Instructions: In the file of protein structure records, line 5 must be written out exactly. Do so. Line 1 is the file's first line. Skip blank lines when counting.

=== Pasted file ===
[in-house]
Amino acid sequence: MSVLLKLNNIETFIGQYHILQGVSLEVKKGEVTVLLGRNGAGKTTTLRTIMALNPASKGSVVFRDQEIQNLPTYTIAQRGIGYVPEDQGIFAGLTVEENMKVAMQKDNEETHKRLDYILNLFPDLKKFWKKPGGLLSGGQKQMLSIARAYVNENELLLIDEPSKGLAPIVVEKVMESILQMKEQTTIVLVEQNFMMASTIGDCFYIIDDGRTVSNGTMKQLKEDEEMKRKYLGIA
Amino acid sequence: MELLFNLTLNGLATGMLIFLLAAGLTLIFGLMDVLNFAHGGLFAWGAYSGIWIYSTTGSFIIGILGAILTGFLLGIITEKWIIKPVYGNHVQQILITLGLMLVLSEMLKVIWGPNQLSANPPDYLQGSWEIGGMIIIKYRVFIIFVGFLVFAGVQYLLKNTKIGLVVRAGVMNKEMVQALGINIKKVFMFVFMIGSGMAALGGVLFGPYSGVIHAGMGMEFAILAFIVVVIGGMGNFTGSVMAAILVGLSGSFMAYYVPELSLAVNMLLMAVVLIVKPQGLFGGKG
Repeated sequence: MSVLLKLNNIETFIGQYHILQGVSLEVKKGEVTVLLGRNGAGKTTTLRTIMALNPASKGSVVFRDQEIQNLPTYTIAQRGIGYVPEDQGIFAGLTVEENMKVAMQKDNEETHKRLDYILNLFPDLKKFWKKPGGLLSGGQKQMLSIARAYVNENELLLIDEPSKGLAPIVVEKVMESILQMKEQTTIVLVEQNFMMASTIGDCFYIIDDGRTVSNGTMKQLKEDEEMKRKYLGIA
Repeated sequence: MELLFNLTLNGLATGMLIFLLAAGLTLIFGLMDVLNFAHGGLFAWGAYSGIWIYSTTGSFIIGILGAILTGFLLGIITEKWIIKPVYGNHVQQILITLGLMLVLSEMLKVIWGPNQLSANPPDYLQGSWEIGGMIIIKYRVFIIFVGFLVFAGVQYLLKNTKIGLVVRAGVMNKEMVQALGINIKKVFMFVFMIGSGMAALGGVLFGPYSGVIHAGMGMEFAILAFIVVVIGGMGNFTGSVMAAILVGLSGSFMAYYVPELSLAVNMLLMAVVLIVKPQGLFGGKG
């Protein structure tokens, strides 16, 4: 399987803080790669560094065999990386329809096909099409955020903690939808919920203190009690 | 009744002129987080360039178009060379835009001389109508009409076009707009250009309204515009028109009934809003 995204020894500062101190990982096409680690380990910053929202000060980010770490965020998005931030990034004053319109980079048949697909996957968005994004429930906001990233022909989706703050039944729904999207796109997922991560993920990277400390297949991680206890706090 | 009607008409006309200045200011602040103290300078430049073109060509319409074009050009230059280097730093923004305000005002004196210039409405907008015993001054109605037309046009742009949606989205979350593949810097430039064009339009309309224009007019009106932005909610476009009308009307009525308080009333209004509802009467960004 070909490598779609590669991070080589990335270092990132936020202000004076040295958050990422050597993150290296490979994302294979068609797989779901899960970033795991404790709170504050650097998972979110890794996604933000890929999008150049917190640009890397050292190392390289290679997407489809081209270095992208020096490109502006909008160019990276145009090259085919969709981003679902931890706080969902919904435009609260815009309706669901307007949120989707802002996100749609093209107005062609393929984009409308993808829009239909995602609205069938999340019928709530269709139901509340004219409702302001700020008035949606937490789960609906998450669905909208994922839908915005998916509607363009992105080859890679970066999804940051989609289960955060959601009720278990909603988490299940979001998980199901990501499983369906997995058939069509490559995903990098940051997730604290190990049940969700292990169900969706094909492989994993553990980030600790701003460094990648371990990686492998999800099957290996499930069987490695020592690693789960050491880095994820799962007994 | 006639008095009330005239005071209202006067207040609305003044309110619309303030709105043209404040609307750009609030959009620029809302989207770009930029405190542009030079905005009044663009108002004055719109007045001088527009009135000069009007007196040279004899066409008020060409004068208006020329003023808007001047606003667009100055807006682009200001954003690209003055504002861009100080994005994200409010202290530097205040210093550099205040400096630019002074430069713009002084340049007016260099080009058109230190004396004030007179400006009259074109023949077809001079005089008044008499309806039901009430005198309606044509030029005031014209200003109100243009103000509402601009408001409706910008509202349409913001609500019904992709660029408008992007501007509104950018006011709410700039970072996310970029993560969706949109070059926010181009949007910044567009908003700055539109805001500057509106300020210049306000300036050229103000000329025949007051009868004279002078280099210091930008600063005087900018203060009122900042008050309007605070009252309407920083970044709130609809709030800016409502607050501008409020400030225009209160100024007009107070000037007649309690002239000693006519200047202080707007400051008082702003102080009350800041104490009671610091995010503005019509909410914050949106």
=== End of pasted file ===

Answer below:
Repeated sequence: MELLFNLTLNGLATGMLIFLLAAGLTLIFGLMDVLNFAHGGLFAWGAYSGIWIYSTTGSFIIGILGAILTGFLLGIITEKWIIKPVYGNHVQQILITLGLMLVLSEMLKVIWGPNQLSANPPDYLQGSWEIGGMIIIKYRVFIIFVGFLVFAGVQYLLKNTKIGLVVRAGVMNKEMVQALGINIKKVFMFVFMIGSGMAALGGVLFGPYSGVIHAGMGMEFAILAFIVVVIGGMGNFTGSVMAAILVGLSGSFMAYYVPELSLAVNMLLMAVVLIVKPQGLFGGKG